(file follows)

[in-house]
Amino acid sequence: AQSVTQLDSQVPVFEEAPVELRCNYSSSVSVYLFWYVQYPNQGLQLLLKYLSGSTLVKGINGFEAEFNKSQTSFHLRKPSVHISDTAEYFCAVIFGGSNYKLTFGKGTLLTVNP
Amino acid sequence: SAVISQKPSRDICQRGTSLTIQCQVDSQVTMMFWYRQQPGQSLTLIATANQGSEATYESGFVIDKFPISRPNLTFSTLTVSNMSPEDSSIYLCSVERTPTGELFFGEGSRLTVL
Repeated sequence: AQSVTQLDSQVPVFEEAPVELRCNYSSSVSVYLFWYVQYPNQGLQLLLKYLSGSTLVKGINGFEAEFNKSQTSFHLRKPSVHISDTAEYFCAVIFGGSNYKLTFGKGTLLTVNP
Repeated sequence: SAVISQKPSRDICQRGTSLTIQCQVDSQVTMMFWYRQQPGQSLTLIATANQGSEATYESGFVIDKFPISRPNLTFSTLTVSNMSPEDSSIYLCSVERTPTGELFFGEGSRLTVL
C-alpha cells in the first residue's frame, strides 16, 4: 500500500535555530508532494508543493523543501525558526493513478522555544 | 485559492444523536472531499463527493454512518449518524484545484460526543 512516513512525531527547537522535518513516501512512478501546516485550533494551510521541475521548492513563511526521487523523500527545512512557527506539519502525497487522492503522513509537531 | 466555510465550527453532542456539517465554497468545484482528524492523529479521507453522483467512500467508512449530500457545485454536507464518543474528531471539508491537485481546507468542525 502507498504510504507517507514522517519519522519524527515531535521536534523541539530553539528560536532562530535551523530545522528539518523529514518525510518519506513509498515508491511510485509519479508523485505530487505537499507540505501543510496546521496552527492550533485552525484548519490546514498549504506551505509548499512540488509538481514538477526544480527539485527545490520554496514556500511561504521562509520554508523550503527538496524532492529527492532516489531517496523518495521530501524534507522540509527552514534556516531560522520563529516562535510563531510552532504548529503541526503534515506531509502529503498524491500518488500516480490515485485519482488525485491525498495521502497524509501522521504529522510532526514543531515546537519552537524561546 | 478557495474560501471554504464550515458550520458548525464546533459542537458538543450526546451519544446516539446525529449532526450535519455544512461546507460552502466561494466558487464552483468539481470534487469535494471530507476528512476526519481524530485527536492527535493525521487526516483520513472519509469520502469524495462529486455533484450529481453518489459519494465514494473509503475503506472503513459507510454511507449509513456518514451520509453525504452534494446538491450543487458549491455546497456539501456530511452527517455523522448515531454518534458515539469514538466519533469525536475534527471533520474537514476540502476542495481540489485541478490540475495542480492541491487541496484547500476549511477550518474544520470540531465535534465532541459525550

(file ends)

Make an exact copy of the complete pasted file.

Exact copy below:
[in-house]
Amino acid sequence: AQSVTQLDSQVPVFEEAPVELRCNYSSSVSVYLFWYVQYPNQGLQLLLKYLSGSTLVKGINGFEAEFNKSQTSFHLRKPSVHISDTAEYFCAVIFGGSNYKLTFGKGTLLTVNP
Amino acid sequence: SAVISQKPSRDICQRGTSLTIQCQVDSQVTMMFWYRQQPGQSLTLIATANQGSEATYESGFVIDKFPISRPNLTFSTLTVSNMSPEDSSIYLCSVERTPTGELFFGEGSRLTVL
Repeated sequence: AQSVTQLDSQVPVFEEAPVELRCNYSSSVSVYLFWYVQYPNQGLQLLLKYLSGSTLVKGINGFEAEFNKSQTSFHLRKPSVHISDTAEYFCAVIFGGSNYKLTFGKGTLLTVNP
Repeated sequence: SAVISQKPSRDICQRGTSLTIQCQVDSQVTMMFWYRQQPGQSLTLIATANQGSEATYESGFVIDKFPISRPNLTFSTLTVSNMSPEDSSIYLCSVERTPTGELFFGEGSRLTVL
C-alpha cells in the first residue's frame, strides 16, 4: 500500500535555530508532494508543493523543501525558526493513478522555544 | 485559492444523536472531499463527493454512518449518524484545484460526543 512516513512525531527547537522535518513516501512512478501546516485550533494551510521541475521548492513563511526521487523523500527545512512557527506539519502525497487522492503522513509537531 | 466555510465550527453532542456539517465554497468545484482528524492523529479521507453522483467512500467508512449530500457545485454536507464518543474528531471539508491537485481546507468542525 502507498504510504507517507514522517519519522519524527515531535521536534523541539530553539528560536532562530535551523530545522528539518523529514518525510518519506513509498515508491511510485509519479508523485505530487505537499507540505501543510496546521496552527492550533485552525484548519490546514498549504506551505509548499512540488509538481514538477526544480527539485527545490520554496514556500511561504521562509520554508523550503527538496524532492529527492532516489531517496523518495521530501524534507522540509527552514534556516531560522520563529516562535510563531510552532504548529503541526503534515506531509502529503498524491500518488500516480490515485485519482488525485491525498495521502497524509501522521504529522510532526514543531515546537519552537524561546 | 478557495474560501471554504464550515458550520458548525464546533459542537458538543450526546451519544446516539446525529449532526450535519455544512461546507460552502466561494466558487464552483468539481470534487469535494471530507476528512476526519481524530485527536492527535493525521487526516483520513472519509469520502469524495462529486455533484450529481453518489459519494465514494473509503475503506472503513459507510454511507449509513456518514451520509453525504452534494446538491450543487458549491455546497456539501456530511452527517455523522448515531454518534458515539469514538466519533469525536475534527471533520474537514476540502476542495481540489485541478490540475495542480492541491487541496484547500476549511477550518474544520470540531465535534465532541459525550